The Western Distributor includes some elements that are complex to build, such as bridges and tunnels, as well as more straightforward improvements to existing roads and ramps.

Meet Fiona, our construction expert.

Video transcript for Western Distributor – construction (DOCX 14kb)

What we've heard so far

Through consultation earlier this year, some of the feedback received included:

  • continued preference for a design that stays within or close to the existing freeway reserve and industrial land
  • integration with other transport and land use improvements
  • managing construction impacts on residents, business owners and road users
  • residents will require ongoing access to properties or facilities during construction
  • a desire to know about how construction traffic will be managed to reduce disruption and inconvenience to road users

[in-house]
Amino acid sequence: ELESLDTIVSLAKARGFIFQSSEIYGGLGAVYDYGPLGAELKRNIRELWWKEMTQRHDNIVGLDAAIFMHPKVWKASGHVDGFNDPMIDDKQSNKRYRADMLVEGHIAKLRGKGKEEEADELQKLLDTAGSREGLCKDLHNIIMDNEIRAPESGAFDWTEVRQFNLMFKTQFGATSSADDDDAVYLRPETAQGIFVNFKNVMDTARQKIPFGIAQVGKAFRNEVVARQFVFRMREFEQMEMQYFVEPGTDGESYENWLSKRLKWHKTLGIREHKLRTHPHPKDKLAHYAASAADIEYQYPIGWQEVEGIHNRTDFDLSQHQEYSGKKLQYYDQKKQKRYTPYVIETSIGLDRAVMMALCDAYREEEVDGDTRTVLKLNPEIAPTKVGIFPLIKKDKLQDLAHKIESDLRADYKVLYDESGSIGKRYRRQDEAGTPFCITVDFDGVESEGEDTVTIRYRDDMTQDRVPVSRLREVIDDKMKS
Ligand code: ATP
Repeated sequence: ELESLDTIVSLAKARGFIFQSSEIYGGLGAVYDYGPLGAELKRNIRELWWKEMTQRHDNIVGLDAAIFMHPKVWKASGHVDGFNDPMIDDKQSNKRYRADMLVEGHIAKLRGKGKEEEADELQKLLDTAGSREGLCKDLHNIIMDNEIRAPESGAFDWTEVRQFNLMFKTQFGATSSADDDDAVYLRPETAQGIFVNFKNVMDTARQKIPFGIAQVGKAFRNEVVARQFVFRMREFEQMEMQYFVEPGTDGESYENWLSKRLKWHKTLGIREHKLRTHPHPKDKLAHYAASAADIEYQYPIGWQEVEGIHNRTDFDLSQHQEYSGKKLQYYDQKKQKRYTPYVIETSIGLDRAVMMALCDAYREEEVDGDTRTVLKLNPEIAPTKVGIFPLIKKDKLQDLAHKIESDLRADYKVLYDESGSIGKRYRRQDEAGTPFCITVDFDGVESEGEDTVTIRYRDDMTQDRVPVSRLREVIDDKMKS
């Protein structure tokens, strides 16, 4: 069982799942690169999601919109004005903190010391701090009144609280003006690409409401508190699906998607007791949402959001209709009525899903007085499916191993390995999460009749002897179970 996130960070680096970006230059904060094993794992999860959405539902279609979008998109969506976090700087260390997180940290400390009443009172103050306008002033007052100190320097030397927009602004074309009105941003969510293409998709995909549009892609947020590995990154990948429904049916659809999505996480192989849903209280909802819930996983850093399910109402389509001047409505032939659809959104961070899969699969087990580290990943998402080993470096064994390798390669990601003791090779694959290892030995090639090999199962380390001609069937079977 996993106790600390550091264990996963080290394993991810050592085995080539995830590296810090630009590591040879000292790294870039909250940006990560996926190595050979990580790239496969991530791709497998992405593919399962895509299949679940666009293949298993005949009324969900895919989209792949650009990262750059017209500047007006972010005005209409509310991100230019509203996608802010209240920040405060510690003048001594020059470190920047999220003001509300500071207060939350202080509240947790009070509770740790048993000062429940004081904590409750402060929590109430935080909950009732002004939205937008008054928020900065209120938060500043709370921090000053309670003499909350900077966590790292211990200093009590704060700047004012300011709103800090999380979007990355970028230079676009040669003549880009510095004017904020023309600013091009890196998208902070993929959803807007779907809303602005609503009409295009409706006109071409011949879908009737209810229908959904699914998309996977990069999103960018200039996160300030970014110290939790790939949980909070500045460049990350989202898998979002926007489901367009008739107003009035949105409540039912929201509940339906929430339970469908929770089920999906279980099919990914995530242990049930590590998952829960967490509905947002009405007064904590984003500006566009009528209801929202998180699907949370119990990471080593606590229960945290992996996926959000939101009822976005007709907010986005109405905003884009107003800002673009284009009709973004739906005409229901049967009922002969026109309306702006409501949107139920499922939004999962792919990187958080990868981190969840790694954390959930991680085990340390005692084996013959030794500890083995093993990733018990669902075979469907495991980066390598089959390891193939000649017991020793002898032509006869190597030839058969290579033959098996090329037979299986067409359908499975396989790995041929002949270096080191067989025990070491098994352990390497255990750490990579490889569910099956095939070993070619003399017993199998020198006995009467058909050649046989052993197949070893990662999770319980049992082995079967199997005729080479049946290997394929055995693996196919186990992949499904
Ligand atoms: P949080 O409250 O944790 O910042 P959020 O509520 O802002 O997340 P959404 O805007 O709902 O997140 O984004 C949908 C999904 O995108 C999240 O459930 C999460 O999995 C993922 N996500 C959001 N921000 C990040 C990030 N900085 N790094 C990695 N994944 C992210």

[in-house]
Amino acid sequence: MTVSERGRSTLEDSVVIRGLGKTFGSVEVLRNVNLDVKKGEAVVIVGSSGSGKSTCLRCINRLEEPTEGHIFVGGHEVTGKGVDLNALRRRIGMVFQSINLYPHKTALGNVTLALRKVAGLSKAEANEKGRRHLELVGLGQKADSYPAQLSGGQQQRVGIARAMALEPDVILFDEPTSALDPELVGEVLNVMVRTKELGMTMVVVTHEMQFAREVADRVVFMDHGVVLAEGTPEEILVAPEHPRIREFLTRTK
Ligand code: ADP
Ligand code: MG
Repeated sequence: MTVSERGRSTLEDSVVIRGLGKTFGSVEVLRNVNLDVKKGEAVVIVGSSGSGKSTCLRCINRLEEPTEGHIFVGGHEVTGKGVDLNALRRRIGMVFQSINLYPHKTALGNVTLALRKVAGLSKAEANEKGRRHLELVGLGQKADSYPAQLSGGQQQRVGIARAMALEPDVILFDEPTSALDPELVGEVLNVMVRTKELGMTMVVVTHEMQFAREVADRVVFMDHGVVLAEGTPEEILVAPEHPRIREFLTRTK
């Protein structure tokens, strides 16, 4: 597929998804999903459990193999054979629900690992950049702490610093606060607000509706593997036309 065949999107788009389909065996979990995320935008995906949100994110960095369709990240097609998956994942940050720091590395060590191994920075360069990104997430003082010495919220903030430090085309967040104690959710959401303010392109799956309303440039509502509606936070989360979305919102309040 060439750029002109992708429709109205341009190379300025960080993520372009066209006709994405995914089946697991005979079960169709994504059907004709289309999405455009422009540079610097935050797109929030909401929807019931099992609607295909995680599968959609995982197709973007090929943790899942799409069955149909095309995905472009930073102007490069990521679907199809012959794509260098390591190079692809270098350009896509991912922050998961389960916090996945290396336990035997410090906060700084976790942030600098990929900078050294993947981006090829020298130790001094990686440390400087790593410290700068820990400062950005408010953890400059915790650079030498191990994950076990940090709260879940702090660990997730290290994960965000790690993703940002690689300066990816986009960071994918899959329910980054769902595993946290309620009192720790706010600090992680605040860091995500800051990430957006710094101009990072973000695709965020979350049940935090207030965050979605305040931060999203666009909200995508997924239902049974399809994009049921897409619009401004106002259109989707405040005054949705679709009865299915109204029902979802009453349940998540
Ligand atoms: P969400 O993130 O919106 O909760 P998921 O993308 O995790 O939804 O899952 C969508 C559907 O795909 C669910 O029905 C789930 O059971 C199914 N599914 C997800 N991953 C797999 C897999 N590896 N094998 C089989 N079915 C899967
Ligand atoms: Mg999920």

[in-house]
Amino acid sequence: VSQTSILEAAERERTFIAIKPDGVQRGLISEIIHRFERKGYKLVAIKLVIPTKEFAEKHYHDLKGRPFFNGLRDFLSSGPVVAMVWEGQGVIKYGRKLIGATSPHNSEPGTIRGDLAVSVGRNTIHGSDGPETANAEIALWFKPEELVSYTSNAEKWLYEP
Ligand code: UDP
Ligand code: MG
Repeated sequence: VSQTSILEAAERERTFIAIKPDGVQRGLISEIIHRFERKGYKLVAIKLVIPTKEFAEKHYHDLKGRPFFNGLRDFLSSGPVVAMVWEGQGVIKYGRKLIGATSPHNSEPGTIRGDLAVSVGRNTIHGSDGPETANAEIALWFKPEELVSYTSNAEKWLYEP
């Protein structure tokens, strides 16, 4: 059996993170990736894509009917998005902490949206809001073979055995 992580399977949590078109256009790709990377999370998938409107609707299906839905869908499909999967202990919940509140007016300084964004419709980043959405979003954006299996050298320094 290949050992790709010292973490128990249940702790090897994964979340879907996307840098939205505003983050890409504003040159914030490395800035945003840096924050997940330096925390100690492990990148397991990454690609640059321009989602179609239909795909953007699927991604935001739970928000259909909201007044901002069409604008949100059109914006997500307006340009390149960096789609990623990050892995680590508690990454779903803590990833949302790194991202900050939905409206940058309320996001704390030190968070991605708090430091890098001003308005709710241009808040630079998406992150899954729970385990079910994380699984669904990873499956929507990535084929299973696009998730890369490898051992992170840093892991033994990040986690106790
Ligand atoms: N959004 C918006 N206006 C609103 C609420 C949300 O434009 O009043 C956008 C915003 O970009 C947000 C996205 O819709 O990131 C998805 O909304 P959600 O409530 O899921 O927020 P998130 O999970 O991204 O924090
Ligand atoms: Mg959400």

• concerns about treatment or removal of contaminated soil
  • support for a solution to truck impacts and request for more information about truck restrictions and incentives to ensure impact on liveability in the inner west is minimised.

Maintaining connectivity

We know the West Gate Freeway is a vital corridor, used by more than 200,000 vehicles every day. Construction of the Western Distributor will be a major undertaking with complex works, which will take some time.